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Romans 10:13
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Trump literally has a press room *in his house*.

He hasn't been *silenced*, he simply never learned how *to be a President*.

(That's why I never worried about "the nuclear codes" and the like... there is NO WAY he was paying attention when that stuff was explained to him.)

DH
 

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Discussion Starter #24
Twitter and facebook, and anyone blocking parler including Google and Apple must be shut down immediately. This an absolutely egregious attack and violation of the First Amendment of the Constitution. Anyone who disagrees with this is a danger to this nation. They should be arrested and tried for treason as far as I'm concerned.

Anyone who things anything differently is also a traitor and should be treated as such.
 

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Twitter and facebook, and anyone blocking parler including Google and Apple must be shut down immediately. This an absolutely egregious attack and violation of the First Amendment of the Constitution. Anyone who disagrees with this is a danger to this nation. They should be arrested and tried for treason as far as I'm concerned.

Anyone who things anything differently is also a traitor and should be treated as such.
If Twitter, FB, et. al. blocked Parler because Congress passed a law requiring them to do so, *then* we can start talking about the First Amendment.

Otherwise not, because it's not a free speech issue.

DH
 

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Actually, it is a monopoly anti-trust issue.
 

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Atlanta Overwatch
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Twitter and facebook, and anyone blocking parler including Google and Apple must be shut down immediately. This an absolutely egregious attack and violation of the First Amendment of the Constitution. Anyone who disagrees with this is a danger to this nation. They should be arrested and tried for treason as far as I'm concerned.

Anyone who things anything differently is also a traitor and should be treated as such.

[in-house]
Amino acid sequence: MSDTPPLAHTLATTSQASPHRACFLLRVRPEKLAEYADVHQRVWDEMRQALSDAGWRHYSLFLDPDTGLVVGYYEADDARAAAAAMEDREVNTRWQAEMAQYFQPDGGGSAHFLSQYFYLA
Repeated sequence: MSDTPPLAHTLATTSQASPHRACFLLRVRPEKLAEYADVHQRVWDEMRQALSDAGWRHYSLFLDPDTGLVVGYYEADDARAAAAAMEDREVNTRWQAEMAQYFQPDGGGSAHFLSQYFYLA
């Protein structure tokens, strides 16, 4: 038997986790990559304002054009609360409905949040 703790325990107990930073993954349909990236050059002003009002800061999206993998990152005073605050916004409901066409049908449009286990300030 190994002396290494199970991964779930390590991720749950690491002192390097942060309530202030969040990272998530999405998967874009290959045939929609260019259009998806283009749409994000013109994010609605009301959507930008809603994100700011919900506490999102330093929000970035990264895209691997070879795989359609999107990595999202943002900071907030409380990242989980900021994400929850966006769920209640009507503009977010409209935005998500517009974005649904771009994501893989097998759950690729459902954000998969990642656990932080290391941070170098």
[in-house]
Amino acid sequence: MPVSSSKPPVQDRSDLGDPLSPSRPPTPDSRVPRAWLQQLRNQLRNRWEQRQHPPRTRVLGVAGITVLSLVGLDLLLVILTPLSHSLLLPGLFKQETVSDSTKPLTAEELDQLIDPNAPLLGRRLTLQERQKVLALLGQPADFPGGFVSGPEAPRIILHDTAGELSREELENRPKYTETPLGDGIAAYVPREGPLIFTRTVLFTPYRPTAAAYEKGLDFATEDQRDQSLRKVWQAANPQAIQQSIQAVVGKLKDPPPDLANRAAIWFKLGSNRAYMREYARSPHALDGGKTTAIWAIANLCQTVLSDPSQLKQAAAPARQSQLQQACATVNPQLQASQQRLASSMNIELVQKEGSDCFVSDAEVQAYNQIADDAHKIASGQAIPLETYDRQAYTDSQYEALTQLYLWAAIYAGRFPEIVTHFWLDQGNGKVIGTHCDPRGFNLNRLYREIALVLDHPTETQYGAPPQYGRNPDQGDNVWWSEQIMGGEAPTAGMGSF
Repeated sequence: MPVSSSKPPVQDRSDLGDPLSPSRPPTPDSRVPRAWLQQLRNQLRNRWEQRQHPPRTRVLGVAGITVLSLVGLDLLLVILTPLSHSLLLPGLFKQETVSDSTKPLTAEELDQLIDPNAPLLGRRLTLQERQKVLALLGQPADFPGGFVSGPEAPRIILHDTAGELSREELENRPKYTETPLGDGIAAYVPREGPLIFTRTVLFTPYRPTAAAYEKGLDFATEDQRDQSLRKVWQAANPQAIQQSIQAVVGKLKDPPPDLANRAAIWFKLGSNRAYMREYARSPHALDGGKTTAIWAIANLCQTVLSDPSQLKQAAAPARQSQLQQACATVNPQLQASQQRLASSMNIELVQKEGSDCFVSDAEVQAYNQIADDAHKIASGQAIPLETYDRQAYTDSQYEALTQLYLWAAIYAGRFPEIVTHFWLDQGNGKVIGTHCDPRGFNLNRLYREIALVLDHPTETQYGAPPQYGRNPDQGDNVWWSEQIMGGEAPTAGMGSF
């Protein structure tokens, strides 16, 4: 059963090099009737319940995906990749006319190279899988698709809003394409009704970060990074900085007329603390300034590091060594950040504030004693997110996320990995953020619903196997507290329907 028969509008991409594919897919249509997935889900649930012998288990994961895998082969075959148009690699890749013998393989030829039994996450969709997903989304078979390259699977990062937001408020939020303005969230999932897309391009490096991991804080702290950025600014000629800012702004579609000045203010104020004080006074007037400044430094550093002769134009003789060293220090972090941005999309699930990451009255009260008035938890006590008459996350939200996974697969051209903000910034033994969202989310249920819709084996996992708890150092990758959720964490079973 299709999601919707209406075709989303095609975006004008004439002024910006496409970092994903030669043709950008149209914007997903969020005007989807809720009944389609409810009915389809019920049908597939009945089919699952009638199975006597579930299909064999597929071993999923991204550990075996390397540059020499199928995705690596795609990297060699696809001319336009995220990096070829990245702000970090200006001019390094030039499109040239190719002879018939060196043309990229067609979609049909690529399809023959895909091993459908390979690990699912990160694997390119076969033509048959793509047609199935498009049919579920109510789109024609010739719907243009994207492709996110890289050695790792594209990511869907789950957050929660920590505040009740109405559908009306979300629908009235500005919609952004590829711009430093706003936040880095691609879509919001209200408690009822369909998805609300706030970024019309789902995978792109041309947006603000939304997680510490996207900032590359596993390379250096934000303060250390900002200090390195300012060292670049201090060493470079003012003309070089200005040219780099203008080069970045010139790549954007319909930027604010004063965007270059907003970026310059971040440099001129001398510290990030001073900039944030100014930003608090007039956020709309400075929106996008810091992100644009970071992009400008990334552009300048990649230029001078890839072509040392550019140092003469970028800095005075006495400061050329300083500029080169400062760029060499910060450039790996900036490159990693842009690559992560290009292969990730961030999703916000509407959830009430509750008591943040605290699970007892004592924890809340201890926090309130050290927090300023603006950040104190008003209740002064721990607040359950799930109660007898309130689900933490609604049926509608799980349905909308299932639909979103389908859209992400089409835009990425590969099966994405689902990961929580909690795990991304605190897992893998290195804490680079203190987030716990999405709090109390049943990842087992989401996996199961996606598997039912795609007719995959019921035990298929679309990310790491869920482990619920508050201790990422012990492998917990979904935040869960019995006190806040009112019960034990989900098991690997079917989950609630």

The First Amendment protects the right to free speech from government infringement. You have no right to free speech on a private platforms. You also agreed to all their rules when you agreed to the terms of service. When you agreed to the TOS you granted them permission to change the rules
 

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Discussion Starter #28
The First Amendment protects the right to free speech from government infringement. You have no right to free speech on a private platforms. You also agreed to all their rules when you agreed to the terms of service. When you agreed to the TOS you granted them permission to change the rules
Then they should be open to civil liability now protected by Section 230. And they will be able to afford to defend themselves against all of the lawsuits that will be filed on them.

The also need to be broken up because of monopoly laws.

What we really need is a couple of goofy nerds deciding what is important for people in this country to read. They need to be destroyed and buried for their actions.
 

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The First Amendment protects the right to free speech from government infringement. You have no right to free speech on a private platforms. You also agreed to all their rules when you agreed to the terms of service. When you agreed to the TOS you granted them permission to change the rules